Beyond the Binary | A Madrasa-Midrasha Faculty Colloquia Public Forum
Please join us for an exciting public program in which participants in a two-year Madrasa-Midrasha Faculty Colloquia will reflect upon the ways in which their scholarship takes them "beyond the binary:" beyond the binaries of Jew/Muslim, east/west, center/periphery, religious/secular, sacred/mundane. Participants include: Kamal Abu-Shamsieh, Deena Aranoff, Daniel Boyarin, Mahjabeen Dhala, Sam Shonkoff, and Nargis Virani.
Kamal Abu-Shamsieh is Director of the Interreligious Chaplaincy Program (ICP) and Assistant Professor of Practical Theology at the GTU. He founded Ziraya Muslim Spiritual Care and extensively traveled internationally to train chaplains in primarily Arab and Muslim countries. Since 2012, he has served as a chaplain at Stanford Hospital and Clinics.
Deena Aranoff is Faculty Director of the Richard S. Dinner Center for Jewish Studies at the Graduate Theological Union in Berkeley, CA. She teaches rabbinic literature, medieval patterns of Jewish thought, and the broader question of continuity and change in Jewish history. Her recent publications engage with the subject of childcare, maternity and the making of Jewish culture.
Daniel Boyarin is Taubman Professor of Talmudic Culture and Rhetoric at the University of California Berkeley. He has been, among other things, an NEH Fellow (twice), a Guggenheim Fellow, a Fellow of the Institute for Advanced Studies in Jerusalem, a holder of the Berlin Prize at the American Academy in Berlin and a Ford Foundation Fellow. He is a fellow of the American Academy of Arts and Sciences since 2006.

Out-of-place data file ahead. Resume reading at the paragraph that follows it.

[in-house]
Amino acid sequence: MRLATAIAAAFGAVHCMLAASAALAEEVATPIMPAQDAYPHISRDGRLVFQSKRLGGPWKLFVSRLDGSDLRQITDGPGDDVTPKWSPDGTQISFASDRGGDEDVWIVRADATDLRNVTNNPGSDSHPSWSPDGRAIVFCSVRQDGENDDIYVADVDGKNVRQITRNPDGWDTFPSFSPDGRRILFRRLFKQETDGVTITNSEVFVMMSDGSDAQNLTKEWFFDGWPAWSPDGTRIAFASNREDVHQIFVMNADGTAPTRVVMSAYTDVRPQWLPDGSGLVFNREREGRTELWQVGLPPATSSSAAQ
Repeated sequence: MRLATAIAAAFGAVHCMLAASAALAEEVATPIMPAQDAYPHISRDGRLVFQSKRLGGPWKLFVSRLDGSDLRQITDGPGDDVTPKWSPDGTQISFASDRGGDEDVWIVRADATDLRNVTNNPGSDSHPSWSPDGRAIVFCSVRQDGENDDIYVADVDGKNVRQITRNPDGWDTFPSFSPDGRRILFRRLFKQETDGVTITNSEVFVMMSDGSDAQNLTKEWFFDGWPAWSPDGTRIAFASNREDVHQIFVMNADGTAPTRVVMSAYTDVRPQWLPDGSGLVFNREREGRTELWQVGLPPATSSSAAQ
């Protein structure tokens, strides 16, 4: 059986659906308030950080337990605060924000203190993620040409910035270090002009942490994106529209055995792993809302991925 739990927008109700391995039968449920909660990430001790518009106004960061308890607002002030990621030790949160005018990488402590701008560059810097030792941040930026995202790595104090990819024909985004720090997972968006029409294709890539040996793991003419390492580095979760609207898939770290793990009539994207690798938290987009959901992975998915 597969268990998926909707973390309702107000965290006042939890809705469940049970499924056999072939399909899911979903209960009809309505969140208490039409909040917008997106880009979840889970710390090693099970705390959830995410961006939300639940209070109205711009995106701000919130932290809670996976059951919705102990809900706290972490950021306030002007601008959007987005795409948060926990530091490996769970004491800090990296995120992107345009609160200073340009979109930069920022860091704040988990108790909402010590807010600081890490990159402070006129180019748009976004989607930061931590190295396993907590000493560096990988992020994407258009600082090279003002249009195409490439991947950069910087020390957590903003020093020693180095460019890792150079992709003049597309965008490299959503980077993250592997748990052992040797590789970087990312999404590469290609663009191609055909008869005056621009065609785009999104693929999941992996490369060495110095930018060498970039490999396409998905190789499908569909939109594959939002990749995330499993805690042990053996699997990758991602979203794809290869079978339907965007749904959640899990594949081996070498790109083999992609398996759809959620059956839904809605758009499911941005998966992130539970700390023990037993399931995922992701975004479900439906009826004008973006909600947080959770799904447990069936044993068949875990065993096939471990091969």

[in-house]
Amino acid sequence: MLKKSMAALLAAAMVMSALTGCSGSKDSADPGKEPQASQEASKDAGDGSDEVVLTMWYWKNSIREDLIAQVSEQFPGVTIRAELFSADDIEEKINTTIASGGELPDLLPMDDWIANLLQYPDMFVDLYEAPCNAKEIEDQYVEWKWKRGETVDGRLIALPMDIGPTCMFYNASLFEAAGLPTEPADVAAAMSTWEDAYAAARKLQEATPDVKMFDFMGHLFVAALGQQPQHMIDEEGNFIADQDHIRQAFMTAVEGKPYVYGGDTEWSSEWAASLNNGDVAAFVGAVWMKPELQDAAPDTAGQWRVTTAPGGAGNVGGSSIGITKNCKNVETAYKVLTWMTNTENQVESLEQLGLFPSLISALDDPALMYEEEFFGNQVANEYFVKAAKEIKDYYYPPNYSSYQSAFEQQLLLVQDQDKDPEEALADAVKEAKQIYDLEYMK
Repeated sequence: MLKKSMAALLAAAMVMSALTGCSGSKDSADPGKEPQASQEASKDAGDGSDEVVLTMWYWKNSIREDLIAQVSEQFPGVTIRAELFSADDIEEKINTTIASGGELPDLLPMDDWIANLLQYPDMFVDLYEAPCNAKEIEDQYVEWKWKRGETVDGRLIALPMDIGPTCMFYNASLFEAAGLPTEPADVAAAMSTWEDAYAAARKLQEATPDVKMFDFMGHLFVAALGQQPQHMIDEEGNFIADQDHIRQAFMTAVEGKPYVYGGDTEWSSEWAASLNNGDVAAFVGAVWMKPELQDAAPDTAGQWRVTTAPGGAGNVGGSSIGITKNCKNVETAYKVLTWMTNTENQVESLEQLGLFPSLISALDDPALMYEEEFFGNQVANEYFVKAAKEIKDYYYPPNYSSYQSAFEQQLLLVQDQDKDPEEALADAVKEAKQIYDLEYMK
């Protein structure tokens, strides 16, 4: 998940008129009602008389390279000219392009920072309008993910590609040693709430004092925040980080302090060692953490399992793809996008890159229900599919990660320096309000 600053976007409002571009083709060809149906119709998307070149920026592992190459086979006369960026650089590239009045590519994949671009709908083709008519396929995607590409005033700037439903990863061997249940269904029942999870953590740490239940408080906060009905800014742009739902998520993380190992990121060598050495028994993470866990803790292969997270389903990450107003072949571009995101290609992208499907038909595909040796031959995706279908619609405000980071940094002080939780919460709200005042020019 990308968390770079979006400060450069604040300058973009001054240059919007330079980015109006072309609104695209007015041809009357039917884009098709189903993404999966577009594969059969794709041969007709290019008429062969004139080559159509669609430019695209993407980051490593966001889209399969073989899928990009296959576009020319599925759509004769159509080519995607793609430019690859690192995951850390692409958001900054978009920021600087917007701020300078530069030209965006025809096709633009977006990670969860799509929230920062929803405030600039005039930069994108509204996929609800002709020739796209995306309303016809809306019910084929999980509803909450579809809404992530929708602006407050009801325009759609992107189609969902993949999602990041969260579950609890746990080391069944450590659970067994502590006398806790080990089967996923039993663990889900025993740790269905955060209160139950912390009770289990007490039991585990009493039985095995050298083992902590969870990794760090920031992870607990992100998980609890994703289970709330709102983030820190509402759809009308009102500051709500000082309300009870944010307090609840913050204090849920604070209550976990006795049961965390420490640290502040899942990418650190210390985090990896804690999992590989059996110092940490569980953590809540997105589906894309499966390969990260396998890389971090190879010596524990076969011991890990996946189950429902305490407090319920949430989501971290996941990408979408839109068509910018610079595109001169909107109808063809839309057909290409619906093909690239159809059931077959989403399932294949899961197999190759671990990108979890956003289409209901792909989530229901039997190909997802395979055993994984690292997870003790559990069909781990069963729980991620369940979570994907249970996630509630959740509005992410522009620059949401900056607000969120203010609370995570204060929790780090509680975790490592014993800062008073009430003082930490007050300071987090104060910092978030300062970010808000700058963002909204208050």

Mahjabeen Dhala is Assistant Professor of Islamic Studies and Director of the Madrasa-Midrasha Program at the GTU. Dr. Dhala's interdisciplinary research features an integration of classical theological Islamic texts as well as the kaleidoscope of modern feminist theories to confront and contribute to the rapidly developing discourse between faith and feminism.
Sam S.B. Shonkoff is the Taube Family Assistant Professor of Jewish Studies at the GTU, where he teaches on Jewish religious thought, modern Jewish cultures, and methods in theology, ethics, and the historical-cultural study of religions. His research focuses primarily on German-Jewish thought and Hasidism, as well as appropriations of Hasidic spirituality in relatively secular spheres.
We would like to thank the Walter & Elise Haas Fund for the generous support of the Madrasa-Midrasha Program at the GTU.
This event is online only